Source: Timothy Besley, American Law and Economics Review, February 28, 2013
From the abstract:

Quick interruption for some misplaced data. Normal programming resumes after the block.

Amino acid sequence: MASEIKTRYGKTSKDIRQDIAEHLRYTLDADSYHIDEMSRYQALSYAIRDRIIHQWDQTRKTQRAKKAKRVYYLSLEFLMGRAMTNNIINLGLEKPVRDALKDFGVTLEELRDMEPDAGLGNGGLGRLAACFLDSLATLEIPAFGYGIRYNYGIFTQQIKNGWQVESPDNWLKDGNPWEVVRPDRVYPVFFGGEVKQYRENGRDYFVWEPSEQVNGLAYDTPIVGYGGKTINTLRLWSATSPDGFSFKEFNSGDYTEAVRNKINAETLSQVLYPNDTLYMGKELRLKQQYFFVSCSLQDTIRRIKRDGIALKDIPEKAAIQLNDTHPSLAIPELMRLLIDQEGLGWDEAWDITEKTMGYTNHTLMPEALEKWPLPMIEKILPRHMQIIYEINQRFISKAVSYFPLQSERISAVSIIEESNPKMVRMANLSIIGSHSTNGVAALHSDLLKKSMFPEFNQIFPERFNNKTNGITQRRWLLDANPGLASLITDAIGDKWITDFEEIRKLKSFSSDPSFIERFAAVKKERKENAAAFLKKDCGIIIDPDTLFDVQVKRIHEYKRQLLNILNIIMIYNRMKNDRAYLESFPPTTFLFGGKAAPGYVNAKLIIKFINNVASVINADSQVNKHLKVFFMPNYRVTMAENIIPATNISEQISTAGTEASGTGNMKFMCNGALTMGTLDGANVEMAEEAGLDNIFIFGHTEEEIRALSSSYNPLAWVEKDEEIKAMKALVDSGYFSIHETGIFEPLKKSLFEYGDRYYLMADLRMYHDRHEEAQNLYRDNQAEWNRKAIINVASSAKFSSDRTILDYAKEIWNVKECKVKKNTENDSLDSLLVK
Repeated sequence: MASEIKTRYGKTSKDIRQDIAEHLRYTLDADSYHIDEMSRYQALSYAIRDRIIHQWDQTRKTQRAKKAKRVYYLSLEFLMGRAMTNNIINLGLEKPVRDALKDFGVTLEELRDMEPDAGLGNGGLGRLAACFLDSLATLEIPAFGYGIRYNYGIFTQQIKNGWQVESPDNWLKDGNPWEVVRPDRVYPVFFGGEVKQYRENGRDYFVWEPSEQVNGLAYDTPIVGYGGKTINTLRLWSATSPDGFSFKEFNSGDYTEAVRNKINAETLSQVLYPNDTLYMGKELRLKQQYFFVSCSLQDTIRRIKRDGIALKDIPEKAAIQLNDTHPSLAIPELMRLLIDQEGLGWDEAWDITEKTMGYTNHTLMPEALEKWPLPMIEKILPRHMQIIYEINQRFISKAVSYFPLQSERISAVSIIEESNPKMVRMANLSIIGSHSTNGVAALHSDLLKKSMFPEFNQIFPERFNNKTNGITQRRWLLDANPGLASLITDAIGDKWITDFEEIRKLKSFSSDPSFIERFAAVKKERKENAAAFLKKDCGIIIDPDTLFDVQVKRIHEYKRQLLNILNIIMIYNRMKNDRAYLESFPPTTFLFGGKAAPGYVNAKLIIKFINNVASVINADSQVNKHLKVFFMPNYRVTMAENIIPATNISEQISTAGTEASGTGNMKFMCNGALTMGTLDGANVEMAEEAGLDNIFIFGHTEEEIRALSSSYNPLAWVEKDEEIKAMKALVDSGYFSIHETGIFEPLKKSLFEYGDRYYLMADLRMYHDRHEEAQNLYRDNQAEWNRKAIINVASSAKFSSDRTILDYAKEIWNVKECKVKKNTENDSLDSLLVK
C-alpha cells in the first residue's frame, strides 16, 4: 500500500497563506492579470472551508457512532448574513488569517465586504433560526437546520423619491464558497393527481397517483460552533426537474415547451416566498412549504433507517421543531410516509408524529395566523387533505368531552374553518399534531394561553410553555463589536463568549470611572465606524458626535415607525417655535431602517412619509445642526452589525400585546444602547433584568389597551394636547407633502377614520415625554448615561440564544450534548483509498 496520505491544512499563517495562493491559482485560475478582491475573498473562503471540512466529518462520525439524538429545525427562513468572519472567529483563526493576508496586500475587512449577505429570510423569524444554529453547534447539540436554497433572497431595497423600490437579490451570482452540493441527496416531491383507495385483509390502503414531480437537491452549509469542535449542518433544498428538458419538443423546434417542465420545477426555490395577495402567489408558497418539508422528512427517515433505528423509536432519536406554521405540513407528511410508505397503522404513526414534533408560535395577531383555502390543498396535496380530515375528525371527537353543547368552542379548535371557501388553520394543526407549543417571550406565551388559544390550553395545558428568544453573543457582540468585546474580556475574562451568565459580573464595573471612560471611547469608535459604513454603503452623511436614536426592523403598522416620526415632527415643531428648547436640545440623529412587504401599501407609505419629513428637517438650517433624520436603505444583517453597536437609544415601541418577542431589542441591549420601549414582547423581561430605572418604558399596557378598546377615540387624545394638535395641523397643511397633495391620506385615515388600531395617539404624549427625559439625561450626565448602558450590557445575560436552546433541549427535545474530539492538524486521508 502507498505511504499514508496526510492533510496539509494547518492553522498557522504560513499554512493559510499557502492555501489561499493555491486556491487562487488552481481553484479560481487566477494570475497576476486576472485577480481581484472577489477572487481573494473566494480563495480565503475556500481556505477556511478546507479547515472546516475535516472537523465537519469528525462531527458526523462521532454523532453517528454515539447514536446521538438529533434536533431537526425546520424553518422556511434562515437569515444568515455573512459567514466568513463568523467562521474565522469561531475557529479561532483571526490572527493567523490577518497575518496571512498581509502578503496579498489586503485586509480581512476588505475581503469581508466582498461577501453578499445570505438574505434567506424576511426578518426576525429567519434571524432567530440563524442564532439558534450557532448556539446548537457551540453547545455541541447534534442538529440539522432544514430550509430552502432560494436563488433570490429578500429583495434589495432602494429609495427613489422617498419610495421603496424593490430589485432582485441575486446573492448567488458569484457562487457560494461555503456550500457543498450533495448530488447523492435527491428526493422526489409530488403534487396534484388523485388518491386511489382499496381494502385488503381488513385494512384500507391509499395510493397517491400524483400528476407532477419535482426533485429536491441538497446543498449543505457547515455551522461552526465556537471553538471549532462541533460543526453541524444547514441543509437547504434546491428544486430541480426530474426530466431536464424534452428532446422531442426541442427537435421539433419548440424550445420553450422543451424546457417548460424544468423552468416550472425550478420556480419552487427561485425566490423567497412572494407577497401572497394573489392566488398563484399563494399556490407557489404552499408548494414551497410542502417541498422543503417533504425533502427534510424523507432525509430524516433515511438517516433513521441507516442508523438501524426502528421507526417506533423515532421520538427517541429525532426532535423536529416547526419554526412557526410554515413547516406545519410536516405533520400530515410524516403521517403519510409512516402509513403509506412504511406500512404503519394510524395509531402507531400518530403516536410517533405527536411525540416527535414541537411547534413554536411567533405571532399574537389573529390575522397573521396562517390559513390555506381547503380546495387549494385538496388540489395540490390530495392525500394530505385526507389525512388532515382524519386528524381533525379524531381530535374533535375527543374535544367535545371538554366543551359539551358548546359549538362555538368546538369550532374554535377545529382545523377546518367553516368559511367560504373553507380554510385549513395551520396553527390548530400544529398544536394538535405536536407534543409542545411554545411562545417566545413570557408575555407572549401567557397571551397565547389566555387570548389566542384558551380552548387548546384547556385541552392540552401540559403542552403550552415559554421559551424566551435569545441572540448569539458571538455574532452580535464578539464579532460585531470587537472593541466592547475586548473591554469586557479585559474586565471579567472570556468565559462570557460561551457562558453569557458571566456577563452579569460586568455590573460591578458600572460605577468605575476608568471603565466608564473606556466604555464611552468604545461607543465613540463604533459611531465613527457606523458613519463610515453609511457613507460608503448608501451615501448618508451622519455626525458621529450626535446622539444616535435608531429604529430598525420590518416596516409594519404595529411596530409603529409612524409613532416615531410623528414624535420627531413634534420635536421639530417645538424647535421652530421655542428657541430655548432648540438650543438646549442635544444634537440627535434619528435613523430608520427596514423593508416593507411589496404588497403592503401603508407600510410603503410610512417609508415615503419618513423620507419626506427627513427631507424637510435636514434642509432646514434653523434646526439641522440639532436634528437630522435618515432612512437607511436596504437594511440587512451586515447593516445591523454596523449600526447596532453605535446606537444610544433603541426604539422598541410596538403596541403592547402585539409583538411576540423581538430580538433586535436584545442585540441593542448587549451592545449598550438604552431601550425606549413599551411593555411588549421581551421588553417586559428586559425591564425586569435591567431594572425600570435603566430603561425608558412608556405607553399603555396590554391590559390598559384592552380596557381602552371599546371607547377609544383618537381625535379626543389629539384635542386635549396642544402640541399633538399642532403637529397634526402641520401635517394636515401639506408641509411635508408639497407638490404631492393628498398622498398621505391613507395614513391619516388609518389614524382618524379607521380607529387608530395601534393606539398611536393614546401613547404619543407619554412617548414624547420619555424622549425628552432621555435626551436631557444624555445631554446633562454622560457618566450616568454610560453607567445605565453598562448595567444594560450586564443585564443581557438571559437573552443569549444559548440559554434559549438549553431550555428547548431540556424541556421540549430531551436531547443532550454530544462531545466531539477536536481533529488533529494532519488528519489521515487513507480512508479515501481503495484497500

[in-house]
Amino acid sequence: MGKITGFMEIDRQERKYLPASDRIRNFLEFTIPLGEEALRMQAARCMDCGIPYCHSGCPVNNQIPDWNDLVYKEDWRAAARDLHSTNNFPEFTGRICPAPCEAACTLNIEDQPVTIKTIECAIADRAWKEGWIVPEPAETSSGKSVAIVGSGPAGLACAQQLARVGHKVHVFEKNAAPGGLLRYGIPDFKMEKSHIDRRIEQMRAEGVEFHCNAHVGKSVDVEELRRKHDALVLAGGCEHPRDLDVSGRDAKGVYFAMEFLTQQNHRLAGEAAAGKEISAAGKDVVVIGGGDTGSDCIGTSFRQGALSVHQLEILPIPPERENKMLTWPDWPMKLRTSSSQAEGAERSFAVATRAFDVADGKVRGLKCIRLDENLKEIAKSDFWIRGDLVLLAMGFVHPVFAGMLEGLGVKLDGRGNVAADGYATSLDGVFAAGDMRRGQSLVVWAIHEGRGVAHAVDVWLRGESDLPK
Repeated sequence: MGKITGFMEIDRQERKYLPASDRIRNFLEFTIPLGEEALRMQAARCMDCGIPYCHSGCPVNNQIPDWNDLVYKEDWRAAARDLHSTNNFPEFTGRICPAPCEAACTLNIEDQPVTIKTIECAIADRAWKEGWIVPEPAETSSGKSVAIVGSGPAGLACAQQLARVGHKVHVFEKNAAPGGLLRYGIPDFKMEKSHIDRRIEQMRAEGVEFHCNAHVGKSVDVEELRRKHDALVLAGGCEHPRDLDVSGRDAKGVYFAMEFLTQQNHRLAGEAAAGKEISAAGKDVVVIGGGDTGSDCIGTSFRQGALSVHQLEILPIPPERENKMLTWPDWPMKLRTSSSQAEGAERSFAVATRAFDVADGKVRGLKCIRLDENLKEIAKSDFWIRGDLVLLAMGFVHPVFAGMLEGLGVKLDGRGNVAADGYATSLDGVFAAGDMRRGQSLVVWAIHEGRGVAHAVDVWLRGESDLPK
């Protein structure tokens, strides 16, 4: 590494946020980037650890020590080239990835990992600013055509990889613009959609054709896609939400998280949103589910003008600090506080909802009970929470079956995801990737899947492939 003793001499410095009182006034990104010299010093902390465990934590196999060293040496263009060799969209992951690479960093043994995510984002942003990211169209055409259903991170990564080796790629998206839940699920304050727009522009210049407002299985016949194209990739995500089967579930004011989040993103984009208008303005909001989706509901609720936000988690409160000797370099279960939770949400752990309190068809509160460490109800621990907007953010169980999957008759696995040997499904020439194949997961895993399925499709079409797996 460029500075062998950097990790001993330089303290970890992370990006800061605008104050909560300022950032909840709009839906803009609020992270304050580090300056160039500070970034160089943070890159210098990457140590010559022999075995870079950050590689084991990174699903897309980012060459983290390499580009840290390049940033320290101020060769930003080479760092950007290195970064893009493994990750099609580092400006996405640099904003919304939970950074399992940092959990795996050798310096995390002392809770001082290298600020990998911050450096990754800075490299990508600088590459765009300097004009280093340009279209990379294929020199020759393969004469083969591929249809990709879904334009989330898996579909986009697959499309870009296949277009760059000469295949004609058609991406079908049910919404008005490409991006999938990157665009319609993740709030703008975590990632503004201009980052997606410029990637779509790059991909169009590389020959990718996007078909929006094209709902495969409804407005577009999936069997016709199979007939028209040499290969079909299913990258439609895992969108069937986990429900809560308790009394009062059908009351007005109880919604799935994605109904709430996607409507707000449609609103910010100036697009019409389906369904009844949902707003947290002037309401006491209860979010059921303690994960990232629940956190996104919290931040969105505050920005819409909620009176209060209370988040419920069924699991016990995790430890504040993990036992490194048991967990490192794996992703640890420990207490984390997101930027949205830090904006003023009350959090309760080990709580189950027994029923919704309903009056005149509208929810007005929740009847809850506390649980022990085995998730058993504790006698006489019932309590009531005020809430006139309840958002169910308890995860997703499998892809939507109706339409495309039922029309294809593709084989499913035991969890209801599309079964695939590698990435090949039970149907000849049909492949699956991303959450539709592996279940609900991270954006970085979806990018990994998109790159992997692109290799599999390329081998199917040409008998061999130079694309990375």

Legislation to limit workplace discrimination is among the most common reforms in labor market policy of the past 50 years. Its effectiveness depends on enforcement of the legislation by state and federal agencies and, ultimately, the courts. This paper uses information on discrimination charges in the United States between 1973 and 2000 to analyze whether the number of charges filed is correlated with the method by which state judges are selected. We find evidence that states that appoint their judges have significantly fewer anti-discrimination charges being filed.